I graduated from the University of Texas at Dallas in May 2005 with a B.A. in Psychology. As I always had an interest in psychotherapy, I began looking into various clinical graduate programs shortly after graduation and enrolled the M.A. in Counseling Psychology program at Santa Clara University in 2006. My time at SCU was exceptionally rewarding, both professionally and personally, as it provided me with first-hand experience as to how psychological research can be applied to real-world situations and scenarios. However, it was clear to me early on that I was more interested in pursuing a research-based, rather than a clinical, career in psychology. My supervisor at the time had casually mentioned a recent influx of concern from her clients relating to the potential negative impact of video game use, particularly online video game use. At the time, the research in this area was scarce, which left clinicians with little information to disseminate to their clients. As an online gamer myself, the idea of perusing a PhD research project on this topic intrigued me and I soon began searching for a suitable research-based PhD program.
I was fortunate enough to secure a PhD researcher position at the University of York in York, England. Under the supervision of Dr. Julian Oldmeadow, my work aligned across two branches of inquiry: the cultural stereotype of online gamers and relationship between social (in)competence and online video game involvement. While the first highlighted the centrality of the negative social perceptions of online game players, the second examined the validity of this perception through an assessment of the relationship between video game involvement and social competence. My PhD research projects included survey-based and experimental research designs and led to several international conference presentations and publications in top peer-reviewed journals, such as Bulletin of Science, Technology, and Society and Computers In Human Behavior. Recently, my PhD thesis was converted into a research monograph, entitled Video games and social competence, and published by Routledge in December 2014.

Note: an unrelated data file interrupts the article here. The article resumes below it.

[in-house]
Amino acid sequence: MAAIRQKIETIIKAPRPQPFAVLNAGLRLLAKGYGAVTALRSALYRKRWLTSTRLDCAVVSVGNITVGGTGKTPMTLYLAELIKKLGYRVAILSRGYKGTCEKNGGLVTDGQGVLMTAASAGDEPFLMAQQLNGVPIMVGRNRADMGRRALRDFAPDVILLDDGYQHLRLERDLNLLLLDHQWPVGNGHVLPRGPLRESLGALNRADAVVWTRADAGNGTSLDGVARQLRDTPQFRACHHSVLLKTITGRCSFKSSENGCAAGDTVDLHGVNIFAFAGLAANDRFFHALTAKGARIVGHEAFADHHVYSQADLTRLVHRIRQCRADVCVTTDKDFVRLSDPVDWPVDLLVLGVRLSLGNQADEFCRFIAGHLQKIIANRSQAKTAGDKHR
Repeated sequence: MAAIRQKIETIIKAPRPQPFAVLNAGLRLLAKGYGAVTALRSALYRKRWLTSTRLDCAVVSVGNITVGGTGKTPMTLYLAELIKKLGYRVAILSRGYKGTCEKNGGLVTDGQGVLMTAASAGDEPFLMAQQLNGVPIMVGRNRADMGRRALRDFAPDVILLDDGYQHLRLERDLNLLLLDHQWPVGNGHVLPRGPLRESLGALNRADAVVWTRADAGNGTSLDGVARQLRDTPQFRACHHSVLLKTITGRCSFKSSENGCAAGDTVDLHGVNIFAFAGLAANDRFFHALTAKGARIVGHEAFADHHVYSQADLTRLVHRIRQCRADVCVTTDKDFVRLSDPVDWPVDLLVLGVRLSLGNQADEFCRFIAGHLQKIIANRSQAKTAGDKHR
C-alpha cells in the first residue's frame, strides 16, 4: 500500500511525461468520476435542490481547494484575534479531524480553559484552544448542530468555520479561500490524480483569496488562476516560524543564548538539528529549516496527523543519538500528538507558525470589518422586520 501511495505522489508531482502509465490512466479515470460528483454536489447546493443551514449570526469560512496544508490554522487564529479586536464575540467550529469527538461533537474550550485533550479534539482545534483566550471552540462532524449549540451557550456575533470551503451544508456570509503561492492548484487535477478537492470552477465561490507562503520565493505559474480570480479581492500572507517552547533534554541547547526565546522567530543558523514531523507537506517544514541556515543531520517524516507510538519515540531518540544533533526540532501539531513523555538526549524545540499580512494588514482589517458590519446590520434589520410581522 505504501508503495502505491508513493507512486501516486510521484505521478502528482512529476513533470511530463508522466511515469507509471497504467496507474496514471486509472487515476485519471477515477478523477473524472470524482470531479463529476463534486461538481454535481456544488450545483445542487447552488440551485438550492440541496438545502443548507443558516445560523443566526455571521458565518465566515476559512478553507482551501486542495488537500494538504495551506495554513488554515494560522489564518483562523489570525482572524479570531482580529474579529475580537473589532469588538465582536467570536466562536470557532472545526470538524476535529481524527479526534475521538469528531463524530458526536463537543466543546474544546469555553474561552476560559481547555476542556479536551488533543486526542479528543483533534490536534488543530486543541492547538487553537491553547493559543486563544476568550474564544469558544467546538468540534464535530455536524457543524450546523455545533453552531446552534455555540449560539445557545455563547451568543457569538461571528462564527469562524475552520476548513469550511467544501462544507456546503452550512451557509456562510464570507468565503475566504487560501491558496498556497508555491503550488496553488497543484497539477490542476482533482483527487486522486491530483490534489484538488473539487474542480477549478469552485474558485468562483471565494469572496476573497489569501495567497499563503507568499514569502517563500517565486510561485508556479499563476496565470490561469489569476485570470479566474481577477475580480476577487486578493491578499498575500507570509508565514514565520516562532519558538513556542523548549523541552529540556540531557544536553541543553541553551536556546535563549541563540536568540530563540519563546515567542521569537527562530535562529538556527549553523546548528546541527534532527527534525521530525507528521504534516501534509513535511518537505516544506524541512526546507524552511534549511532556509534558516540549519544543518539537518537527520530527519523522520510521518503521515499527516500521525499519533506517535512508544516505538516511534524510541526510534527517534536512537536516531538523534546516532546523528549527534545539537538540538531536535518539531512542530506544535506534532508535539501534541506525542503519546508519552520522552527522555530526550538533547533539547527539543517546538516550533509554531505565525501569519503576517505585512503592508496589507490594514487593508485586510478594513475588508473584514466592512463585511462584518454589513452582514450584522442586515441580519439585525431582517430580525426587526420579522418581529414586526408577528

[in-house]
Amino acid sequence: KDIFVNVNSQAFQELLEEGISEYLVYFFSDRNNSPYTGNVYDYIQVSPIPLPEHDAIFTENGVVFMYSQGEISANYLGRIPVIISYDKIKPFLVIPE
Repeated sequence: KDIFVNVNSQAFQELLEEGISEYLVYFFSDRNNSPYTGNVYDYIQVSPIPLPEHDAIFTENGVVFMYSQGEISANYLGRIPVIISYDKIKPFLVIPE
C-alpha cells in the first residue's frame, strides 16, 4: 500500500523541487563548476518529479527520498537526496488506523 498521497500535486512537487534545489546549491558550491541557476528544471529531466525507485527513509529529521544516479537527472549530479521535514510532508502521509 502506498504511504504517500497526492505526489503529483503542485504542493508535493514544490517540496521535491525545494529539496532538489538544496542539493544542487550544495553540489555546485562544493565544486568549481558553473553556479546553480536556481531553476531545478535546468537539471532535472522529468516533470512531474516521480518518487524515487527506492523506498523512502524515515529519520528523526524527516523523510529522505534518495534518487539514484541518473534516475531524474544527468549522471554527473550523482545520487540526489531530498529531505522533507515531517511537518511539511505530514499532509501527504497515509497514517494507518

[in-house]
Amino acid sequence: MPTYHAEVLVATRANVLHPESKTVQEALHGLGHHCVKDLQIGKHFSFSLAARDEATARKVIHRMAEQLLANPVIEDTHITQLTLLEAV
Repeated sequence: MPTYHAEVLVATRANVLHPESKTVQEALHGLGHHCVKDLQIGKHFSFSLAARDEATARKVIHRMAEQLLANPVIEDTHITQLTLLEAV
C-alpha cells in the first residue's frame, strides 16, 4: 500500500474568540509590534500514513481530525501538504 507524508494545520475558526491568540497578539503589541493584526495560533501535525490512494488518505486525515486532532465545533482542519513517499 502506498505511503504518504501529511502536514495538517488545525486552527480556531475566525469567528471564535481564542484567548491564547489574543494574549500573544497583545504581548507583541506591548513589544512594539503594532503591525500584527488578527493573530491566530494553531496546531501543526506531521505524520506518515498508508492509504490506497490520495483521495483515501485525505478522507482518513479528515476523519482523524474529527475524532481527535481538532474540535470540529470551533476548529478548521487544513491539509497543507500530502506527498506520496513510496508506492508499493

I recently completed a 2-year post doctoral position working with Prof. Dr. Thorsten Quandt at the University of Münster in Germany as an associate researcher for the large-scale, ERC-project “SOFOGA” (Social Foundations of Online Gaming). SOFOGA was a three-year project examining a range of game-related variables among a representative German sample and remains the largest EU-funded games research project to date. My work in this project focused on examining the potential inter- and intra-personal social impact of online video game involvement. This primarily involved enlisting cross-sectional and longitudinal approaches to survey-based and experimental research designs within large data sets. During my time at Münster, I gave numerous talks at international conferences on my work in this project as well as published several articles in top peer-reviewed journals such as Computers in Human Behavior and Cyberpsychology, Behavior, and Social Networking. Through the course of my work on SOFOGA, I gained experience with a range of advanced quantitative data analysis techniques, including moderated and mediated regression analyses and cross-lagged path analysis via structural equation modeling.
I currently hold board positions within the Digital Games Research Association (DiGRA) and the International Communication Association (ICA) Game Studies SIG. Through my participation within these organizations over the last few years, I have spearheaded several projects aimed to improve the available resources for early career scholars, such as the creation of a student-centric special interest group of DiGRA (Follow DiGRA Students on Twitter!) and the re-development of Ludodemia, a database for games-related research.